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Thousands Blog for British Library

The One Day in History project, a single-day nationwide blog organized by Britain’s History Matters Campaign, as of October 20 has logged entries from 41,250 residents, including students at all 29,000 schools in the country. The entries of October 17—chosen by the campaign as an “ordinary day much like any other of no particular national significance”—will be organized into a social history archive to be accessible to researchers and historians at the Web Archive in Modern British Collections of London’s British Library.

History Matters prepared an online form for the journal entries, but those using personal blogs can upload their entries until October 31, provided they do not exceed 650 words. According to the project website, those without computers are encouraged to upload their blogs from a library or any other publicly accessible computer.

The project was inspired by the Mass-Observation Archive, which was established in the late 1930s to let ordinary Britons record diaries for future generations. That archive currently resides in the special collections library at the University of Sussex.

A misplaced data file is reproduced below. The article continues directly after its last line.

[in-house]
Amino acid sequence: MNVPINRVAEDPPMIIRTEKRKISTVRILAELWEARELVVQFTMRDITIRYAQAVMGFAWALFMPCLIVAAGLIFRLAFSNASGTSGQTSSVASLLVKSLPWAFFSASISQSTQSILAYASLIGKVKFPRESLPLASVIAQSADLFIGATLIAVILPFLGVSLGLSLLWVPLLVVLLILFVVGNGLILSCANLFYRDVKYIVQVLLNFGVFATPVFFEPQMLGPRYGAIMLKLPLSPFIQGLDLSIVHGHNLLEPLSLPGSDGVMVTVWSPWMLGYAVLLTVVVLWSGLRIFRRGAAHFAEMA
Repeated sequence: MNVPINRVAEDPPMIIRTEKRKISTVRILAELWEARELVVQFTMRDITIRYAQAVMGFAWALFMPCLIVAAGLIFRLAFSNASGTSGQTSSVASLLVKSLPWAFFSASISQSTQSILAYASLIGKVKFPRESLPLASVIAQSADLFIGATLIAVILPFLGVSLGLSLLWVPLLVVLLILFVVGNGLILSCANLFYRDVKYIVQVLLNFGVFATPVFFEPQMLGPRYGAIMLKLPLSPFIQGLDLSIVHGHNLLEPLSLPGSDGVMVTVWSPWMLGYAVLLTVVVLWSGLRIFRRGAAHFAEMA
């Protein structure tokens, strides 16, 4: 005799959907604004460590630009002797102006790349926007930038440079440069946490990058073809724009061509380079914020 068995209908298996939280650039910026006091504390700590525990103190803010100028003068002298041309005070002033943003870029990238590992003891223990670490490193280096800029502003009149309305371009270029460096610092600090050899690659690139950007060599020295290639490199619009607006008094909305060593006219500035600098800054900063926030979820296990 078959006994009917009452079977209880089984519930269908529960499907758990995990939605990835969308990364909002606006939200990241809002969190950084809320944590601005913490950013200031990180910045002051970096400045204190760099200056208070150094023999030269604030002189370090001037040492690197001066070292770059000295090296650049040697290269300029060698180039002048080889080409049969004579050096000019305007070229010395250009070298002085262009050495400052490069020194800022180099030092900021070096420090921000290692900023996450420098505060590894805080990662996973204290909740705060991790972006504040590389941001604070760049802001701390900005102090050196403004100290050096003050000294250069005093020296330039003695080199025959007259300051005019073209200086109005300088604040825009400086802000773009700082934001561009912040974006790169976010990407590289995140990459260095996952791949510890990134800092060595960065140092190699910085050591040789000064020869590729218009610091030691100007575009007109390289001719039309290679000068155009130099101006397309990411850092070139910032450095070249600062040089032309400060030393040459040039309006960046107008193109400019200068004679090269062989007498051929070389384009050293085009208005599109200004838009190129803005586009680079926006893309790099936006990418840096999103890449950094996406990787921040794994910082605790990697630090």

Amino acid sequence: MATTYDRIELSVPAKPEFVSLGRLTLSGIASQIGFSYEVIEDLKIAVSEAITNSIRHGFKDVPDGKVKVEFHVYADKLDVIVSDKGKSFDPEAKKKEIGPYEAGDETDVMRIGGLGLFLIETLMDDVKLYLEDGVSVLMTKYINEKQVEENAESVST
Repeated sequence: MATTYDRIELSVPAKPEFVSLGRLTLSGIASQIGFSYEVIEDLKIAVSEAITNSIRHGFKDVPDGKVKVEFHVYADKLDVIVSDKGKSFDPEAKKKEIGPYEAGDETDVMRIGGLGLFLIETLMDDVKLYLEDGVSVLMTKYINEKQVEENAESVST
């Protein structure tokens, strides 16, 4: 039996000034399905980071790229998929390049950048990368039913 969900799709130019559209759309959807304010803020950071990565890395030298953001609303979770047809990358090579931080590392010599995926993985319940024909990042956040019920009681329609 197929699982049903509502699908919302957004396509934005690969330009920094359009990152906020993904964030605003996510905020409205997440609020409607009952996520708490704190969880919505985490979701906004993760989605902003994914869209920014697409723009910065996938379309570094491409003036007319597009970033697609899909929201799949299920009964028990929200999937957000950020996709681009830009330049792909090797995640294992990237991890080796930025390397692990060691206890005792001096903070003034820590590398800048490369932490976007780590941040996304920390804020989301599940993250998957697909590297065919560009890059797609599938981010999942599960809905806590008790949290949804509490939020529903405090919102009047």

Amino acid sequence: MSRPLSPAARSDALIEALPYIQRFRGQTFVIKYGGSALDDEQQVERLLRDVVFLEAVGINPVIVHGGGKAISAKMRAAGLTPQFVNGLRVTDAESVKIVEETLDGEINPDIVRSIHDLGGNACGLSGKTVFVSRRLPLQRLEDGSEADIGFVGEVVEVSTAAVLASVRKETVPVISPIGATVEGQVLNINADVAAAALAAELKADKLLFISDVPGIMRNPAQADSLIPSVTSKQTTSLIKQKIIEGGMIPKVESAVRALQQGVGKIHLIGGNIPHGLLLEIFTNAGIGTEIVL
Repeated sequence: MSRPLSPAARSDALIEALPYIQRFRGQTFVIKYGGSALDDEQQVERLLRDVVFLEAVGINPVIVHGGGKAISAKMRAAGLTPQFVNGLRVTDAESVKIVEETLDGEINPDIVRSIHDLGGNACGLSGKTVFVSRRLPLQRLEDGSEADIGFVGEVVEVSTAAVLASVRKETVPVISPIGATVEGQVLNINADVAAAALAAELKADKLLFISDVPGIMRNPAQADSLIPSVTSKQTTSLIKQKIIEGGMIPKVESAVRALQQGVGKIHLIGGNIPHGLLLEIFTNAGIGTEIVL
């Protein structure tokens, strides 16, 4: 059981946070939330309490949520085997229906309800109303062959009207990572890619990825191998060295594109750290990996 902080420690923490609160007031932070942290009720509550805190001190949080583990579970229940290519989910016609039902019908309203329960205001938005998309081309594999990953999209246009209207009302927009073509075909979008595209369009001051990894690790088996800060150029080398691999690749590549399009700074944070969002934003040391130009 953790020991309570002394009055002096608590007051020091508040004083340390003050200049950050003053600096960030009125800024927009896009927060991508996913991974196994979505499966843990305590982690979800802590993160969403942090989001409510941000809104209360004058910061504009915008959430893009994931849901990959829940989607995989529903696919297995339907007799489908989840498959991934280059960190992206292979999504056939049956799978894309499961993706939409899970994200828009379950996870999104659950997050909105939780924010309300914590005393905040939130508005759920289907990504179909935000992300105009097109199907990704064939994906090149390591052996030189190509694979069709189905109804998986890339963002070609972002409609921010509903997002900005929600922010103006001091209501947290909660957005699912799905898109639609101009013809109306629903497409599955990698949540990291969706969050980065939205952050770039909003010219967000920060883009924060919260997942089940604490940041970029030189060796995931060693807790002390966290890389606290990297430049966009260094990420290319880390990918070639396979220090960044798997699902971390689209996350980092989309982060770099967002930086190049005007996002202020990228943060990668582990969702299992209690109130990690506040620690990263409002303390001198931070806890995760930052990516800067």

“What we want this to be is a detailed account of people’s normal lives,” historian Dan Snow told the BBC News. “It’s those mundane details, those boring details that will seem extraordinary to people hundreds of years in the future.” David Cannadine of the Institute for Historical Research added, “It may be that historians in the future will be amazed that on October 17, 2006, we were still eating meat or driving privately owned cars.”

Posted October 20, 2006.